Books by Mark Gonyea

ONE LITTLE MONSTER by Mark Gonyea
CHILDREN'S
Released: July 24, 2018

"Would that all children could greet their own monsters with this much aplomb. (Picture book. 4-8)"
What starts as one little monster on a child's windowsill quickly gets out of hand. Read full book review >
THE SPOOKY BOX by Mark Gonyea
CHILDREN'S
Released: July 2, 2013

"For those pleasantly surprised and inspired by the title's open-endedness, though, possibilities abound for creative writing or art activities. (Picture book. 4-7)"
A sophisticated attempt to build suspense and awaken the imagination may ultimately fail to deliver a satisfying conclusion for most readers. Read full book review >
CHILDREN'S
Released: April 13, 2010

This shiny, cheerful lesson has mixed success conveying concepts. Well-chosen subject matter includes definitions, color mixing and color vibes. Unfortunately, the arbitrary organization calls each hue a "house" on "Color Street," making the spectrum linear rather than circular. (A color wheel appears only at the end.) Hue implications are intriguing ("Red is loving. / Red is dangerous. / Orange is cheerful. / Orange is powerful"), but low value gets the shaft ("Darker values have more black and can make things seem creepy and menacing"—yes, sometimes, but what about cozy Goodnight Moon?). The text clearly explains mixing primaries to create secondaries, but large, blocky cut-paper-style digital shapes don't show blending the way paint—or digital images chipped into smaller bits—could have. Most egregious is an error defining complementary colors as the primary and secondary that "work well together... / [l]ike" Christmas's red and green; that's the common-usage definition of "complementary," whereas the technical art term "complementary" means sitting opposite on the color wheel and creating a neutral gray/brown when mixed. Bright, glossy and flawed; excellent idea, less-than-excellent execution. (Informational picture book. 6-10)Read full book review >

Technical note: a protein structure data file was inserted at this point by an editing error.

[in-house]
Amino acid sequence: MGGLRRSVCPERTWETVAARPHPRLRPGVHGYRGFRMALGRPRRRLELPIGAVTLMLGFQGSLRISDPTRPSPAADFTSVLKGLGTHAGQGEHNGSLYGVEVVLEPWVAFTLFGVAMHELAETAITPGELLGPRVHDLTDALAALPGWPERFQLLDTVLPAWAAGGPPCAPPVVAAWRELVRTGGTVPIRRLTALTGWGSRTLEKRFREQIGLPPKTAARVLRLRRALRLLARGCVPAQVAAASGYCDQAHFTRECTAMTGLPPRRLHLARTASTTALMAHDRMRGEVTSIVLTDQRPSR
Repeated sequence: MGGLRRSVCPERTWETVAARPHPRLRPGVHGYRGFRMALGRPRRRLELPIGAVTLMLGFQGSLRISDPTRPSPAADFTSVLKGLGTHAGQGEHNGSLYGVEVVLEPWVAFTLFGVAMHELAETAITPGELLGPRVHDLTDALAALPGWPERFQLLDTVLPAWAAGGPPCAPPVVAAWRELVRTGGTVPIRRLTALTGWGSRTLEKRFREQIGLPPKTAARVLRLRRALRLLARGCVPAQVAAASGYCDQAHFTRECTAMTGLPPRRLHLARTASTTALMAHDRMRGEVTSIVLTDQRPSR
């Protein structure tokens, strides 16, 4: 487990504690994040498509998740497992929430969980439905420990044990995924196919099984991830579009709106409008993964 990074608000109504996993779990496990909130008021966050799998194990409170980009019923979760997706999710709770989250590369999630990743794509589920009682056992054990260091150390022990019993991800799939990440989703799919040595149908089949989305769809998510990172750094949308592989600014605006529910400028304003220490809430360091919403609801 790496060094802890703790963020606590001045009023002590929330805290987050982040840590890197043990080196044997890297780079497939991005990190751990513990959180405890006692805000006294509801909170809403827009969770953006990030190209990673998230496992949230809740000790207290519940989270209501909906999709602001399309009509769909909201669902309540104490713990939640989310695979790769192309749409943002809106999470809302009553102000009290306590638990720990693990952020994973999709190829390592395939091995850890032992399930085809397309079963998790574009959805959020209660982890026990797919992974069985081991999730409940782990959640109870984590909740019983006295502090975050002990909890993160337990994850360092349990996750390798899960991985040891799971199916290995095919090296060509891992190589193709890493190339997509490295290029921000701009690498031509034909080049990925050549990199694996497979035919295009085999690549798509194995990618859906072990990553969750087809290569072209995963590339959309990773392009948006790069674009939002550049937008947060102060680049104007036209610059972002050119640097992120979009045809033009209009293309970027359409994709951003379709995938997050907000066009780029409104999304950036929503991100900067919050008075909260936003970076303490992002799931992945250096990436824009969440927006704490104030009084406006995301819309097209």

Released: Aug. 1, 2007

A clean, clear, lighthearted look at the communicative clout of color, contrast and contour. With a playful wink and lots of white space, Gonyea speaks directly to readers, inviting engagement as a vehicle to understanding fundamentals of design while allowing bright, bold graphics to speak for themselves. Ellipses and parenthetical asides affect a cozy, conspiratorial tone. Amusing, sometimes enigmatic chapter headings like "1:3:9" (an exponential ratio of weight and balance in composition) introduce dynamic demonstrations that prove the power of the purposeful arrangement of the parts of a picture. Heeding its own advice and avoiding highfalutin' theory, this pithy, deceptively simple work is far more visual than verbal (under 450 words), offering an experience in graphic communication rather than a treatise. Artists, educators and other fans of Molly Bang's bible, Picture This (2000), will delight in this energetic treatment of the whys and wherefores of relationship and relativity in illustration and will want it in core collections. It should find a place in every collection. (Nonfiction. 6+)Read full book review >
MUSIC AND THE ARTS
Released: June 1, 2005

A clean, clear, lighthearted look at the communicative clout of color, contrast and contour. With a playful wink and lots of white space, Gonyea speaks directly to readers, inviting engagement as a vehicle to understanding fundamentals of design while allowing bright, bold graphics to speak for themselves. Ellipses and parenthetical asides affect a cozy, conspiratorial tone. Amusing, sometimes enigmatic chapter headings like "1:3:9" (an exponential ratio of weight and balance in composition) introduce dynamic demonstrations that prove the power of the purposeful arrangement of the parts of a picture. Heeding its own advice and avoiding highfalutin' theory, this pithy, deceptively simple work is far more visual than verbal (under 450 words), offering an experience in graphic communication rather than a treatise. Artists, educators and other fans of Molly Bang's bible, Picture This (2000), will delight in this energetic treatment of the whys and wherefores of relationship and relativity in illustration and will want it in core collections. It should find a place in every collection. (Nonfiction. 6+)Read full book review >